Another day, another Getty Stock Image of Hungry Girl Stares Down Food. It’s as stirring as their “Woman Laughing Alone With Salad” series, but with just a touch more ennui.
Regardless, today’s Never Say Diet post is about how your brain cells start “self-cannibalizing” to send you hunger signals when you diet a lot and don’t eat enough. But where I see a good reason not to diet, the War On Obese People sees…a new AK-47.
No matter what Glamour magazine tells you.
And full disclosure: I heart Glamour (and ladymags in general) and I write for them, so this isn’t an “ohh those damn women’s magazines…” kind of rant.
But I think Jess Weiner took a swing and a miss in “Loving My Body Almost Killed Me,” which everyone is talking about, including the Today Show. Check it out, then read my take over on Never Say Diet, and let’s chat about it. Because it kind of brings us back to that question Lauren asked a few weeks ago:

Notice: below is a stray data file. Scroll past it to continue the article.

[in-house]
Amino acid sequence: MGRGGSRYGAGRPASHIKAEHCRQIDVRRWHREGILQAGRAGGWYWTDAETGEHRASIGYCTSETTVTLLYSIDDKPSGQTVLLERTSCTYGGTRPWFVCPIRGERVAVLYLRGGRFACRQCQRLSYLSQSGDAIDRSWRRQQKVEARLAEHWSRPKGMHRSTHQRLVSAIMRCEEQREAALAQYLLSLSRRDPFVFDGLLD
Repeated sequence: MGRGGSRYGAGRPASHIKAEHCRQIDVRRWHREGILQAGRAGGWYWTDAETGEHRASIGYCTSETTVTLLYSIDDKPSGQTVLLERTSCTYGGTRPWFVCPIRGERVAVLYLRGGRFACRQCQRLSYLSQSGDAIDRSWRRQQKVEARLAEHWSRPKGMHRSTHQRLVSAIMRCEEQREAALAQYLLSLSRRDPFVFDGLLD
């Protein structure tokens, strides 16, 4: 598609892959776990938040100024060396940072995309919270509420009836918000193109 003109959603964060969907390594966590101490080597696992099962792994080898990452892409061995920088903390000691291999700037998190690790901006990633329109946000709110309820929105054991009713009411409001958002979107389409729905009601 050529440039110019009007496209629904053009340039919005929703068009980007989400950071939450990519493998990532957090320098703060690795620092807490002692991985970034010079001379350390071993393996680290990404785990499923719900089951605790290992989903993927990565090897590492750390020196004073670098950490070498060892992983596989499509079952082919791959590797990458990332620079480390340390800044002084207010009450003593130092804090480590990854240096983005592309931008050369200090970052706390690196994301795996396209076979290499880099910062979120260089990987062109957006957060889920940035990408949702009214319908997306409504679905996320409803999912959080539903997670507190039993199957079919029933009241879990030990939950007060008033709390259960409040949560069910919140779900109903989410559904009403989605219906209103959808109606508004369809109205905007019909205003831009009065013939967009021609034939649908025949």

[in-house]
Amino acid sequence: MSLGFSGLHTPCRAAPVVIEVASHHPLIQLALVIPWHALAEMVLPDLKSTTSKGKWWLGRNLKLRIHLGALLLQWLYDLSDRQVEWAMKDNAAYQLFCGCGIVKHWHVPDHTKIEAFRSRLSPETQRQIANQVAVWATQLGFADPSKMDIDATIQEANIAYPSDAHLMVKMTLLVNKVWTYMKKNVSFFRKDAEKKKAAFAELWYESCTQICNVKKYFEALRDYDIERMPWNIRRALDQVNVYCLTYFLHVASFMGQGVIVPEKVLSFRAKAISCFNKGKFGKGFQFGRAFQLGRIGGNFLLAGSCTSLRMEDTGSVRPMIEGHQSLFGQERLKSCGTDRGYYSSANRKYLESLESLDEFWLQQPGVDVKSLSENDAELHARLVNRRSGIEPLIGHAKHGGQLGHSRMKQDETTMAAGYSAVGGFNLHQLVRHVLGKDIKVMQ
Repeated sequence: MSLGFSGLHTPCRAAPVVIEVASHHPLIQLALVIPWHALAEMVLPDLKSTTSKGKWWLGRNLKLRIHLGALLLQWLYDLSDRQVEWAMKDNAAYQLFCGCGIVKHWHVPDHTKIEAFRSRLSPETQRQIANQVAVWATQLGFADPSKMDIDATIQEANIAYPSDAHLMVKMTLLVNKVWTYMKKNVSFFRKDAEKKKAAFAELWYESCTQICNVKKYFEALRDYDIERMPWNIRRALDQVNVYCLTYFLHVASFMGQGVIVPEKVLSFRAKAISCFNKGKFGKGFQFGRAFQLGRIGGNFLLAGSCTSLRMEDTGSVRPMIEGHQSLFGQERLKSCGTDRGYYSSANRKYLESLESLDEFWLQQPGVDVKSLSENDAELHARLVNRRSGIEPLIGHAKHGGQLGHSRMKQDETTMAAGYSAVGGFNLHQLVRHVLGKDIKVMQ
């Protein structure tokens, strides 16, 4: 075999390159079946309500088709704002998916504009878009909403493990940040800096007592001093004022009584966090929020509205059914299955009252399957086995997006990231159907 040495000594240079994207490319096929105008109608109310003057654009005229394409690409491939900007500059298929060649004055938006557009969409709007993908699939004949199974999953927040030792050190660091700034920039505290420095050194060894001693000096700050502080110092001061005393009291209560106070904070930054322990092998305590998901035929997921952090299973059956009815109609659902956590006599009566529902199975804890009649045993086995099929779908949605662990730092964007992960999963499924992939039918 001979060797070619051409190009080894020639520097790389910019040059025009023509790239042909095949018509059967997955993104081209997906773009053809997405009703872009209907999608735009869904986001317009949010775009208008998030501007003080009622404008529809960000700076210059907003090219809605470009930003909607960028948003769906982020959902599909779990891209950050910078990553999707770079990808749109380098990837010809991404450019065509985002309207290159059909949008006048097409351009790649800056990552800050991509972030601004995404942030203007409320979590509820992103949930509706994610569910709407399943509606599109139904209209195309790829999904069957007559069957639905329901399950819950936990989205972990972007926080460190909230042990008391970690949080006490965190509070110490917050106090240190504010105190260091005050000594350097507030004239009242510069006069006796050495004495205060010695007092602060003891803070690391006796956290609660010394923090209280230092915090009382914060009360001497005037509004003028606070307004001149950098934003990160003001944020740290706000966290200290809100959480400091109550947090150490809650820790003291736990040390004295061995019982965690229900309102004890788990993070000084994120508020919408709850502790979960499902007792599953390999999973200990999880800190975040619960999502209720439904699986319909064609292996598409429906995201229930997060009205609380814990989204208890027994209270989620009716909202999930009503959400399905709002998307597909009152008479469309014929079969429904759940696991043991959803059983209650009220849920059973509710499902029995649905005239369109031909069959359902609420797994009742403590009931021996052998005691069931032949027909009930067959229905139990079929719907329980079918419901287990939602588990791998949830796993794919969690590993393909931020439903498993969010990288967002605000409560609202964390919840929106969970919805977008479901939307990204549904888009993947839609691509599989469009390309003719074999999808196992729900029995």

That’s basically the gist of this new study that I’m talking about on Never Say Diet today. Not only is Fat Talk self-destructive (and boring for the rest of us), it actually makes you less likely to do the healthy lifestyle stuff that leads to weight loss. Or just being healthy.
And we want you to be healthy. It’s really what we come here to do.
PS. If you’ve been trying to comment over on iVillage and wondering if you’re technologically challenged: It’s not you! The site has some major comment glitch that is taking awhile to resolve. Fingers crossed we get it sorted out this week. In the meantime, you can always comment here or over on the Never Say Diet Facebook Page. I love hearing from y’all!